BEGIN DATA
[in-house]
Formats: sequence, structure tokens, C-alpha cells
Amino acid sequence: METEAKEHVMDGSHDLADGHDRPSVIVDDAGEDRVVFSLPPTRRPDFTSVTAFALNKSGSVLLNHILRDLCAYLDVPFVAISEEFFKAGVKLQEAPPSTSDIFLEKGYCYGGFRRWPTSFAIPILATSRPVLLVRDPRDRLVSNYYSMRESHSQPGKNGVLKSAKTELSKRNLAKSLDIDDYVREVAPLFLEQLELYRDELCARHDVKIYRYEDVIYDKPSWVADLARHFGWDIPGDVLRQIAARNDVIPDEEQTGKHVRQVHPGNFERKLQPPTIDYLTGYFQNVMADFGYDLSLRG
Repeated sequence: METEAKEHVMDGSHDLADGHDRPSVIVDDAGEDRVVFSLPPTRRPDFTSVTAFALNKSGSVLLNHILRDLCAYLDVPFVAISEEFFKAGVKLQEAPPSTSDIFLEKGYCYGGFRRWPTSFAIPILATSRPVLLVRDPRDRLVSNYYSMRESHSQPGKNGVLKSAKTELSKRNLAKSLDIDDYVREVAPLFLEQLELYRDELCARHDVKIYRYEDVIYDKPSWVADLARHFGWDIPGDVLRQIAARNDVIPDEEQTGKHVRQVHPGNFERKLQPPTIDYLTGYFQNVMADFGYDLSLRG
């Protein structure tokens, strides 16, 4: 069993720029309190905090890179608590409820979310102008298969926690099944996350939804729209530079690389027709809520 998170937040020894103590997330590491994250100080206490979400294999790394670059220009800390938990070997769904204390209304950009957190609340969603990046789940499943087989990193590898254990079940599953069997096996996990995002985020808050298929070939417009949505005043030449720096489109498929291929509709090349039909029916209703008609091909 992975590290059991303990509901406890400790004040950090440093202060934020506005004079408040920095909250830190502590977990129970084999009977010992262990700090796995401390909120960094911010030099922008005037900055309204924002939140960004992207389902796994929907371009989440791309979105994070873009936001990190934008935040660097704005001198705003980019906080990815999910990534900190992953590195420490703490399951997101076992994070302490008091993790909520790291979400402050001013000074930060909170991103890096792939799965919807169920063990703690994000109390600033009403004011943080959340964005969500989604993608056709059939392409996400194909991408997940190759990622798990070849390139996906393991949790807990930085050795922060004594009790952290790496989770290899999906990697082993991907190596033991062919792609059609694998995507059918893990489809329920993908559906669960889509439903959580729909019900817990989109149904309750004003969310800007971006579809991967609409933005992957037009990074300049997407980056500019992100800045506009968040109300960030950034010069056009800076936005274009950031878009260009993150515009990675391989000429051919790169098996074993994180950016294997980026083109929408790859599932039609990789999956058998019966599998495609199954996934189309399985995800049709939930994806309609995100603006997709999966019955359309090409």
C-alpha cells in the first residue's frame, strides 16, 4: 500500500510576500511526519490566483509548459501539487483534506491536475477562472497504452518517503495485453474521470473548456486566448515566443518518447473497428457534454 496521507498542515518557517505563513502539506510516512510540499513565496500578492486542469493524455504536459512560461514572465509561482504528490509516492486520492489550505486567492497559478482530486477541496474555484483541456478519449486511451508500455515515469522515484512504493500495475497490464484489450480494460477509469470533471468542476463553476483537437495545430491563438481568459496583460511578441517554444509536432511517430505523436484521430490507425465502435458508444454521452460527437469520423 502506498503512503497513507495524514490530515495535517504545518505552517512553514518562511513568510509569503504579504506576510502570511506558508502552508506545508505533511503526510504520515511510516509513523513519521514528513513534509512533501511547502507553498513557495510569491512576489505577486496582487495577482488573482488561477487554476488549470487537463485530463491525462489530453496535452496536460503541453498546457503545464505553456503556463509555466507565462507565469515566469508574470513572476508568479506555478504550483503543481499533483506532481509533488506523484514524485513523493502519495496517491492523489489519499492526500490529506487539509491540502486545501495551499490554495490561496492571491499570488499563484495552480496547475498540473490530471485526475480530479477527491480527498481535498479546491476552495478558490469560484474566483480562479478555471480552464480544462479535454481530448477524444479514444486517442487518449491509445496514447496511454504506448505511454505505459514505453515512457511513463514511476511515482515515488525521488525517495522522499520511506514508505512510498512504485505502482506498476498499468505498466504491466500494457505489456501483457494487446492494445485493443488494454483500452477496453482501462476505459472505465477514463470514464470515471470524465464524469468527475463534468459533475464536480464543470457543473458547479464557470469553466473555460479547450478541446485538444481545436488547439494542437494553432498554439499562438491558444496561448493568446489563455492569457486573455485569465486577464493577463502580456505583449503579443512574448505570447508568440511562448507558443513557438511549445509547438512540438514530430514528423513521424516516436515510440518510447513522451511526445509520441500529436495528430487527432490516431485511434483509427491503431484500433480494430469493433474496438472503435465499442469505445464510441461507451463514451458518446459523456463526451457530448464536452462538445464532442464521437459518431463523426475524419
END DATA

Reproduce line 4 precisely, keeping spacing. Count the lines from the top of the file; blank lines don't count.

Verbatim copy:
Repeated sequence: METEAKEHVMDGSHDLADGHDRPSVIVDDAGEDRVVFSLPPTRRPDFTSVTAFALNKSGSVLLNHILRDLCAYLDVPFVAISEEFFKAGVKLQEAPPSTSDIFLEKGYCYGGFRRWPTSFAIPILATSRPVLLVRDPRDRLVSNYYSMRESHSQPGKNGVLKSAKTELSKRNLAKSLDIDDYVREVAPLFLEQLELYRDELCARHDVKIYRYEDVIYDKPSWVADLARHFGWDIPGDVLRQIAARNDVIPDEEQTGKHVRQVHPGNFERKLQPPTIDYLTGYFQNVMADFGYDLSLRG